Bring on January

When you give alms, do not let your left hand know what your right hand is doing.

Matthew 6:3

 

I saw this meme making the rounds the other day, and it’s a good one. It seemed a little out of place on Giving Tuesday, however.

My response to one friend who posted that verse:

 

In other words, do in January what you do in December.

 

We Americans love to be generous around the holidays. We give thanks on Thanksgiving. For Christmas, we buy presents our relatives don’t need or probably even want, often with money we don’t have, just because that’s what the holiday is all about.

On Giving Tuesday – one day a year – we are reminded that there are other people in the world besides us. So, we are encouraged to throw money at them.

Can you tell that December is not my favorite time of the year?

I’m jaded.

Motive

It’s great that we give alms to the poor around the holidays. But what’s our motive? Is it to salve our conscience? Is it to keep up with the Joneses in a giving kind of way?

Or, is it that we’re doing something that we know deep in our hearts that we should do more often than once a year?

Many people have needs this time of year, certainly. The food pantry where I volunteer saw its busiest week of the year right before Thanksgiving. A couple of people asked if we were giving away turkeys (we weren’t, but we did give away extra meat, thanks to the generosity of our director.)

Many of us are lonely this time of year. We’ve lost loved ones, and we miss them during family times over the holidays. For them, some of the gifts we offer this month should be spiritual or even physical – our presence, I mean, even more than a present.

Everyone in my immediate family, including my parents, is still among us, so I have yet to experience this up close. But many of you understand this deeply.

Many agencies and companies are collecting toys and gifts for the needy for Christmas. That’s a good thing. I don’t want to downplay that.

I’m not one to jump on a bandwagon, that’s all. If the rest of you are donating to a cause, the cause doesn’t need my gifts too.

Like I said, I’m jaded.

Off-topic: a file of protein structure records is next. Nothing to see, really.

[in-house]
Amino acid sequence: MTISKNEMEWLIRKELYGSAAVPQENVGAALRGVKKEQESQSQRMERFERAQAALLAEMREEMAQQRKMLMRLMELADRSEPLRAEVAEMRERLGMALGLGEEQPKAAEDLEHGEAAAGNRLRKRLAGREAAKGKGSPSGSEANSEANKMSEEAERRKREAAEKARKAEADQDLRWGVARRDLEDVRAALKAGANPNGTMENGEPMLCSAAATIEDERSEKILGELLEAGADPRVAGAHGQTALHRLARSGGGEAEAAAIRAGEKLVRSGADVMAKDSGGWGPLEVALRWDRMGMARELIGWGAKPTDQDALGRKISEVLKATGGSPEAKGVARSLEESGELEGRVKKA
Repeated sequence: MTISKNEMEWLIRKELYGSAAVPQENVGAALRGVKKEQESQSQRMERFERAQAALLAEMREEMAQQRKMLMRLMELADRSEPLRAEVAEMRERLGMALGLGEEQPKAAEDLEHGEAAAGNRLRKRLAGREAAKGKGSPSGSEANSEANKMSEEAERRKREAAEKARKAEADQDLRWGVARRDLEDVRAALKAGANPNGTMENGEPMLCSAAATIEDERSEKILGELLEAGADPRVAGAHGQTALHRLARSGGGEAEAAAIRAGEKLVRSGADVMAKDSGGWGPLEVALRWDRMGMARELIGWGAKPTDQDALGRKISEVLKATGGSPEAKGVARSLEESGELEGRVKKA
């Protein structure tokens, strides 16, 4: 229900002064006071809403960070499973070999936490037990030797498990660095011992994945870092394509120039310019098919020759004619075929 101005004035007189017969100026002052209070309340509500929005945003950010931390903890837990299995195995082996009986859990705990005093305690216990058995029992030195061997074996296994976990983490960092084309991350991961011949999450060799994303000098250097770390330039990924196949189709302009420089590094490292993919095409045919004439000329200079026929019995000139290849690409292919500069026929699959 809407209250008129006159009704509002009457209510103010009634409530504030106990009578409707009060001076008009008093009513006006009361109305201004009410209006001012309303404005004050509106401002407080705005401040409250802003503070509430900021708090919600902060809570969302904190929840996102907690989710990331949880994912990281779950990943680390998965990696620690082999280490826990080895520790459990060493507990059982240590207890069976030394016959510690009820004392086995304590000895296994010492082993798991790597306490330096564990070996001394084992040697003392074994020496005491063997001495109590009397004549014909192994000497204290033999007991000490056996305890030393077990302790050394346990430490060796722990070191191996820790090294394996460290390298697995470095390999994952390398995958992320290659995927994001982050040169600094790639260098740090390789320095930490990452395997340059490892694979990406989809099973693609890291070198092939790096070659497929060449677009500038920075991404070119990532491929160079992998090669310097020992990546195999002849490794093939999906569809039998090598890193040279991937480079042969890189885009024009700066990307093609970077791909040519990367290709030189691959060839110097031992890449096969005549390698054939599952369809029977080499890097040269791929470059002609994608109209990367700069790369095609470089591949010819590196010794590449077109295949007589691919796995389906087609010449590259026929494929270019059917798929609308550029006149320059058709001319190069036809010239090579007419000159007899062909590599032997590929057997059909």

In the dark

I just might wait until January, when most of you have put all this generosity behind you.

January is cold and dark. Winter has arrived in full force. Sub-freezing temperatures are the norm. There are no major holidays to look forward to. It’s back to the daily grind. Vacations are over.

And the needy are forgotten.

Hunger is not a once-a-year phenomenon. Neither is loneliness. Memories of our loved ones don’t fade after the calendar turns and we view December through the rear-view mirror.

Indeed, my mother-in-law’s birthday was in January. She passed away quite a few years ago. We don’t talk about that at home, but maybe we should. My in-laws’ photo still hangs on the dining room wall with other family photos, and it will remain there forever.

When Jesus talked about not letting your left hand know what your right hand is doing, I think this is what He meant. When the bright lights of publicity are gone and no one is looking, will we continue to serve the needy in our communities then?

When January comes

The quote from Jesus at the beginning of this blog is an action statement from Jesus. In the same breath, He talks about motive.

Whenever you give alms, do not sound a trumpet before you, as the hypocrites do in the synagogues and in the streets, so that they may be praised by others. Truly I tell you, they have received their reward.

Matthew 6:2

 

What is their reward? Praise by others. That’s all they get.

Praise by others lasts a day or two, and then we move on to another issue. That’s the way life on this Earth rolls.

 

… so that your alms may be done in secret; and your Father who sees in secret will reward you.

Matthew 6:4

 

This is why we give in January, as well as in December. It’s dark. We’ve moved on. No one is watching anymore.